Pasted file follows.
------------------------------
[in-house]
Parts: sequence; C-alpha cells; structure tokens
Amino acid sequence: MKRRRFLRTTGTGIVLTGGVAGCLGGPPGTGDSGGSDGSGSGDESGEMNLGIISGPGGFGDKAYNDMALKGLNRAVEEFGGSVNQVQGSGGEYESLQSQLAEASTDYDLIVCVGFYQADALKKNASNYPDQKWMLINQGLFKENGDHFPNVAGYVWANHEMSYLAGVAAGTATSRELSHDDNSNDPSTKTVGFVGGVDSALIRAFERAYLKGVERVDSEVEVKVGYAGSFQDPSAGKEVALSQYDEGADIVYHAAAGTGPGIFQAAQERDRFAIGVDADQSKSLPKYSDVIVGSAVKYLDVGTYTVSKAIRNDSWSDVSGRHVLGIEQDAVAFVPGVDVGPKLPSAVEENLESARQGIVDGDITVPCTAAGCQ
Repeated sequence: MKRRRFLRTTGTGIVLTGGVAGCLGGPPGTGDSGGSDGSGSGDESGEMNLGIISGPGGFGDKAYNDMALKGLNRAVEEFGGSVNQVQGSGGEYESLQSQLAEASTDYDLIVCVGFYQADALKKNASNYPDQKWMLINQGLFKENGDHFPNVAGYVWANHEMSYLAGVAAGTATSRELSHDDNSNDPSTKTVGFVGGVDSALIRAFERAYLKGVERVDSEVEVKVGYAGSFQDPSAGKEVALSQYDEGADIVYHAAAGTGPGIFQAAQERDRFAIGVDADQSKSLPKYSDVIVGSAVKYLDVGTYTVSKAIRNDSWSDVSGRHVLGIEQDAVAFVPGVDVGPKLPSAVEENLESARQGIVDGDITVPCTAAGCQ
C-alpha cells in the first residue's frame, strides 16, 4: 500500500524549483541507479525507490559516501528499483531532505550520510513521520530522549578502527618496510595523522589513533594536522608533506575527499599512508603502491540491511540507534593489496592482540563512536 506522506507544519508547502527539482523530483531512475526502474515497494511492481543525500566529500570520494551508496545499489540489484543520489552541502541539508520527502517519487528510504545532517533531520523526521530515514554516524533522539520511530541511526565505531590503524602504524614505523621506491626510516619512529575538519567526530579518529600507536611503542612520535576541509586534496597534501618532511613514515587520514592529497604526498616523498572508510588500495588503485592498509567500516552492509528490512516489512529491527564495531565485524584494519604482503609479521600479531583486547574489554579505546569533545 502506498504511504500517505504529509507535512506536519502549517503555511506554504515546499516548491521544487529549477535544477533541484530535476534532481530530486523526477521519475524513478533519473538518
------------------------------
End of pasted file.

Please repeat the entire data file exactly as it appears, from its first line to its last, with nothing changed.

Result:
[in-house]
Parts: sequence; C-alpha cells; structure tokens
Amino acid sequence: MKRRRFLRTTGTGIVLTGGVAGCLGGPPGTGDSGGSDGSGSGDESGEMNLGIISGPGGFGDKAYNDMALKGLNRAVEEFGGSVNQVQGSGGEYESLQSQLAEASTDYDLIVCVGFYQADALKKNASNYPDQKWMLINQGLFKENGDHFPNVAGYVWANHEMSYLAGVAAGTATSRELSHDDNSNDPSTKTVGFVGGVDSALIRAFERAYLKGVERVDSEVEVKVGYAGSFQDPSAGKEVALSQYDEGADIVYHAAAGTGPGIFQAAQERDRFAIGVDADQSKSLPKYSDVIVGSAVKYLDVGTYTVSKAIRNDSWSDVSGRHVLGIEQDAVAFVPGVDVGPKLPSAVEENLESARQGIVDGDITVPCTAAGCQ
Repeated sequence: MKRRRFLRTTGTGIVLTGGVAGCLGGPPGTGDSGGSDGSGSGDESGEMNLGIISGPGGFGDKAYNDMALKGLNRAVEEFGGSVNQVQGSGGEYESLQSQLAEASTDYDLIVCVGFYQADALKKNASNYPDQKWMLINQGLFKENGDHFPNVAGYVWANHEMSYLAGVAAGTATSRELSHDDNSNDPSTKTVGFVGGVDSALIRAFERAYLKGVERVDSEVEVKVGYAGSFQDPSAGKEVALSQYDEGADIVYHAAAGTGPGIFQAAQERDRFAIGVDADQSKSLPKYSDVIVGSAVKYLDVGTYTVSKAIRNDSWSDVSGRHVLGIEQDAVAFVPGVDVGPKLPSAVEENLESARQGIVDGDITVPCTAAGCQ
C-alpha cells in the first residue's frame, strides 16, 4: 500500500524549483541507479525507490559516501528499483531532505550520510513521520530522549578502527618496510595523522589513533594536522608533506575527499599512508603502491540491511540507534593489496592482540563512536 506522506507544519508547502527539482523530483531512475526502474515497494511492481543525500566529500570520494551508496545499489540489484543520489552541502541539508520527502517519487528510504545532517533531520523526521530515514554516524533522539520511530541511526565505531590503524602504524614505523621506491626510516619512529575538519567526530579518529600507536611503542612520535576541509586534496597534501618532511613514515587520514592529497604526498616523498572508510588500495588503485592498509567500516552492509528490512516489512529491527564495531565485524584494519604482503609479521600479531583486547574489554579505546569533545 502506498504511504500517505504529509507535512506536519502549517503555511506554504515546499516548491521544487529549477535544477533541484530535476534532481530530486523526477521519475524513478533519473538518